Time posts, "States Try Secrecy to Protect Lethal Injection Drugmakers," by Josh Sanburn.
States carrying out lethal injections have had to find new ways to execute inmates in recent years. Many have not only experimented with multiple untested drug combinations but have also turned to previously unused pharmacies. And they’ve increasingly tried to block the identity of those drugmakers in order to keep a steady supply of drugs flowing.
A handful of states, including Arizona, Georgia, Missouri and Oklahoma, have passed secrecy laws to protect the anonymity of pharmacies, which fear backlash if it becomes public that they’re providing drugs for executions. Ohio—home to a lethal injection earlier this year that was widely considered botched—may be next.
Ohio Attorney General Mike DeWine said this week that it’s unlikely executions in the state would proceed unless the legislature provided anonymity for compounding pharmacies and immunity for physicians involved in executions.
"DeWine: Law change needed before executions resume," by Benjamin Lanka in the Bucyrus Telegraph-Forum.
Ohio will not perform another execution until the state legislature addresses concerns over lethal drugs, Attorney General Mike DeWine said this week.
DeWine, speaking to a group of Gannett Ohio newspaper editors, said because certain companies no longer want their drugs to be sold for execution purposes, the state must change the law to allow the drugs to be formulated anonymously.
"At this point, we're not going to see a death penalty take place, I don't think, until we see some changes in regard to this specific problem," he said Monday.
In response to DeWine's comments, Sen. Edna Brown, D-Toledo, said she hoped the legislature will go beyond trying to fix the state's "extremely flawed execution process."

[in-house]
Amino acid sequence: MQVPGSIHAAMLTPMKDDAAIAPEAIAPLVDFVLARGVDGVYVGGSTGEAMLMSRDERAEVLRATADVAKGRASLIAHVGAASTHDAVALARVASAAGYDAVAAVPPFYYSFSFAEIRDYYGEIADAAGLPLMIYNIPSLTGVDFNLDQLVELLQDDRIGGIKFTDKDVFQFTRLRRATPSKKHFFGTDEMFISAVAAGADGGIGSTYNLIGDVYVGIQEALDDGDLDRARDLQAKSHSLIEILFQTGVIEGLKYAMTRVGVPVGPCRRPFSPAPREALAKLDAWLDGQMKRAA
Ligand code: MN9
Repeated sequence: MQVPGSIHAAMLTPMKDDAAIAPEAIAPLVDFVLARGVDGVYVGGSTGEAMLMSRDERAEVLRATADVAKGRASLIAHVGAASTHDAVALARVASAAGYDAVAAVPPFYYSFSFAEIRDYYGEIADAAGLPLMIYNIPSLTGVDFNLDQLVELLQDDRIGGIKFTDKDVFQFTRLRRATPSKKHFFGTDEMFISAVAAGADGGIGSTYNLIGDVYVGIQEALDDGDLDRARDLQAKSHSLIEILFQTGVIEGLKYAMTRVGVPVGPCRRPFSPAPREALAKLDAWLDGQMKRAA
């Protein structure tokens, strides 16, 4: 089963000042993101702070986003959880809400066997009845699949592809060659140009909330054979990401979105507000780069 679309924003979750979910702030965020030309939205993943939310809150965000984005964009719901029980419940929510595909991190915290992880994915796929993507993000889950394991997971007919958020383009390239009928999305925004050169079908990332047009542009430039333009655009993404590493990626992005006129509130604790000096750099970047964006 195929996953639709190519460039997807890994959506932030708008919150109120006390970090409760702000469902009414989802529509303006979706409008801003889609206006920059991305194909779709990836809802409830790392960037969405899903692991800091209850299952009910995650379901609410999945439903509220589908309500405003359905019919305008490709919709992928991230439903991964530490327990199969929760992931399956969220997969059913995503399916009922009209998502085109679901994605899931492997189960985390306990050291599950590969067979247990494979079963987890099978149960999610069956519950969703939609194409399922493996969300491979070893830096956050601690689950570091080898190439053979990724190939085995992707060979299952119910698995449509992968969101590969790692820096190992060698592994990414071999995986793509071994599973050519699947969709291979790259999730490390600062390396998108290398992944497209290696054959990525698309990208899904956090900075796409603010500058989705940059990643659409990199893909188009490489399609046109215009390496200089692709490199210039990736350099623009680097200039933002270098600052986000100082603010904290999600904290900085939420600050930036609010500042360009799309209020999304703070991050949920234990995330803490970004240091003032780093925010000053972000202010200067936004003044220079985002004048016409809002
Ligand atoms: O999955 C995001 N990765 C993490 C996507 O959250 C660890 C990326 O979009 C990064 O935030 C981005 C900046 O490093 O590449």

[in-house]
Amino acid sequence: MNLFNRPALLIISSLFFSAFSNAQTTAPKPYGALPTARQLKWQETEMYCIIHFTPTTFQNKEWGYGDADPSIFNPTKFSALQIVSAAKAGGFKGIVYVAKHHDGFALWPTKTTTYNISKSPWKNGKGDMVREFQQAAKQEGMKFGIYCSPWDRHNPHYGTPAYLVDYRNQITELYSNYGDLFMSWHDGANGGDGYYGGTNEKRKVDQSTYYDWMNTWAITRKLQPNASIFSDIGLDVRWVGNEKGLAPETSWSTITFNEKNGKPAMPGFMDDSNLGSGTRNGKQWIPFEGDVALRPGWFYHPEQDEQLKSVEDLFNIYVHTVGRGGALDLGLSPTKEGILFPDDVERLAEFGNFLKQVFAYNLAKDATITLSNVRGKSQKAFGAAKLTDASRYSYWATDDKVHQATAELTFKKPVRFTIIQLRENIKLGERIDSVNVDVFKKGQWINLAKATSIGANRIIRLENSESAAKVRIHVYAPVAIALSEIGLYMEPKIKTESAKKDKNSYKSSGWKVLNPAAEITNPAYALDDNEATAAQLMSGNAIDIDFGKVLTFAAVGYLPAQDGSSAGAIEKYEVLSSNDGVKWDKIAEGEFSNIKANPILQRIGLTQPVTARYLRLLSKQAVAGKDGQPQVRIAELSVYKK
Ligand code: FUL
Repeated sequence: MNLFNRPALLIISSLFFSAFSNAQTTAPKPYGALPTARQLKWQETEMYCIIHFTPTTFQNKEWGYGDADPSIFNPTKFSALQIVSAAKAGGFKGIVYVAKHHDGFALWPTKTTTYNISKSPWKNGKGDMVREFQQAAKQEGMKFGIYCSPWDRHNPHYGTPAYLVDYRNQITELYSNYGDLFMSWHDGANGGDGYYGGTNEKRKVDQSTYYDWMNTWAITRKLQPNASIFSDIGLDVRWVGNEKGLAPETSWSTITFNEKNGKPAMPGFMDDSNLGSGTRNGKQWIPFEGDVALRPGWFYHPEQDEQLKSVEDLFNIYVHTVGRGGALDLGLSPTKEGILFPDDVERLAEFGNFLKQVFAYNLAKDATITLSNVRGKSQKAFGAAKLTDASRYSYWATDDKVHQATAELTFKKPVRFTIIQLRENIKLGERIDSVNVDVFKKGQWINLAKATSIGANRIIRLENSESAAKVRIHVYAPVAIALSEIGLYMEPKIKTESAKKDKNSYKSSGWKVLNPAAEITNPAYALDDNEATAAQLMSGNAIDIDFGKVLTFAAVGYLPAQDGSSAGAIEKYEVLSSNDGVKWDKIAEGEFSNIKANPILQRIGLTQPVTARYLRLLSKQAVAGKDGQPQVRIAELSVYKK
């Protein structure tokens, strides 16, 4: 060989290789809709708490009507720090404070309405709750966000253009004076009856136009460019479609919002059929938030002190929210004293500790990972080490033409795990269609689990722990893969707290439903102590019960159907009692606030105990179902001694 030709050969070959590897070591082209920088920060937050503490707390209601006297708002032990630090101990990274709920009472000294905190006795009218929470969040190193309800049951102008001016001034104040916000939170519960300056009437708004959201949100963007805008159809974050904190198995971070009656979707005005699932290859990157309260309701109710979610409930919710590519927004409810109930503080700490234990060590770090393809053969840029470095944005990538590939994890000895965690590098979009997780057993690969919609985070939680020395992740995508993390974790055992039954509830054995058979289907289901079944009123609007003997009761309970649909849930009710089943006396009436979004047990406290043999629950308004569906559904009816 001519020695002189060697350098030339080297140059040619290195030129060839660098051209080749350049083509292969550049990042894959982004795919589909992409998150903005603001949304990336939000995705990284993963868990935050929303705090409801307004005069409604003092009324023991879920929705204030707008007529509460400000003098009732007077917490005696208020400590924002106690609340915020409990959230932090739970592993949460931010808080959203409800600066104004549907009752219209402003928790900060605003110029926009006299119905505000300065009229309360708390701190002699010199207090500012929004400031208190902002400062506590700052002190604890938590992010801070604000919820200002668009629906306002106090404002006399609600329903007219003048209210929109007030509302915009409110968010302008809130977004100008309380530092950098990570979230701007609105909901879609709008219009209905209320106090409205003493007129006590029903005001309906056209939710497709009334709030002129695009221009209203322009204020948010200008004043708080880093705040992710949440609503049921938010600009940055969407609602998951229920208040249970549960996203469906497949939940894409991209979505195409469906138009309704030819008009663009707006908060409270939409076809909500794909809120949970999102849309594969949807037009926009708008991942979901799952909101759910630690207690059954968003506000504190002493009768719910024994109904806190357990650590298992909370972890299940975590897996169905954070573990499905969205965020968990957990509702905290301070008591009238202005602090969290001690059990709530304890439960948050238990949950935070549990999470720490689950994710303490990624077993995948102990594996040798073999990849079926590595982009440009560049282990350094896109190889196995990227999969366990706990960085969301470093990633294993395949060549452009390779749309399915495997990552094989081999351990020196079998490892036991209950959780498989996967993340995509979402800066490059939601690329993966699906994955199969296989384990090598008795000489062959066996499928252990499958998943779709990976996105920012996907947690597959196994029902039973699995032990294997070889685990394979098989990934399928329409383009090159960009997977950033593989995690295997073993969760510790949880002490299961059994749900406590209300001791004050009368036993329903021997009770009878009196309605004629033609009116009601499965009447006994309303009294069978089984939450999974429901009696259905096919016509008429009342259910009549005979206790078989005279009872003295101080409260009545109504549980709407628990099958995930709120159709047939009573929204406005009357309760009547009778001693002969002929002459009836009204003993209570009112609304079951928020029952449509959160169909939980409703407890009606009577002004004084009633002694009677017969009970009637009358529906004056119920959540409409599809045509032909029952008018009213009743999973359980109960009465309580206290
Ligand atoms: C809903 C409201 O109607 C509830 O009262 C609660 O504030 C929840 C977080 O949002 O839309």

"I hope the General Assembly will instead take this opportunity to seriously reevaluate why our state continues to pursue capital punishment cases in the first place," she said in a statement.
"AG Says He Doesn’t Expect Executions To Resume As Scheduled In February," is by Karen Kasler for Ohio Public Radio, via WCBE-FM. There is audio at the link.
Republican Attorney General Mike DeWine said in an interview before a newspaper editorial board that he now doubts that next execution, that of Ronald Phillips on February 11, will happen. His spokesman Dan Tierney says DeWine doesn’t expect executions to resume until some changes are made by lawmakers – first of all, guaranteeing anonymity for pharmacies that would make that single drug the state wants to use.
“The drugs being used in executions are not being provided to the department. And so one possible source could be compound pharmacies, but allowing the compound pharmacies and the pharmacist that compound the drugs to remain anonymous.”
WVIZ-TV/WCPN-FM's ideastram posts, "DeWine Says He Doesn’t Expect Executions to Resume as Scheduled in February," by Karen Kasler.
At first, advocates against execution were pleased to hear DeWine say he doesn’t expect any more executions for a while. But Kevin Werner with Ohioans to Stop Executions said that excitement faded when they heard the changes that DeWine was talking about.
“That’s a change that we think takes Ohio in the wrong direction,” Wener said. “But certainly we all agree that if the death penalty is going to remain part of Ohio’s law, that it has to be fair, it has to be accurate.”
Earlier coverage from Ohio begins at the link.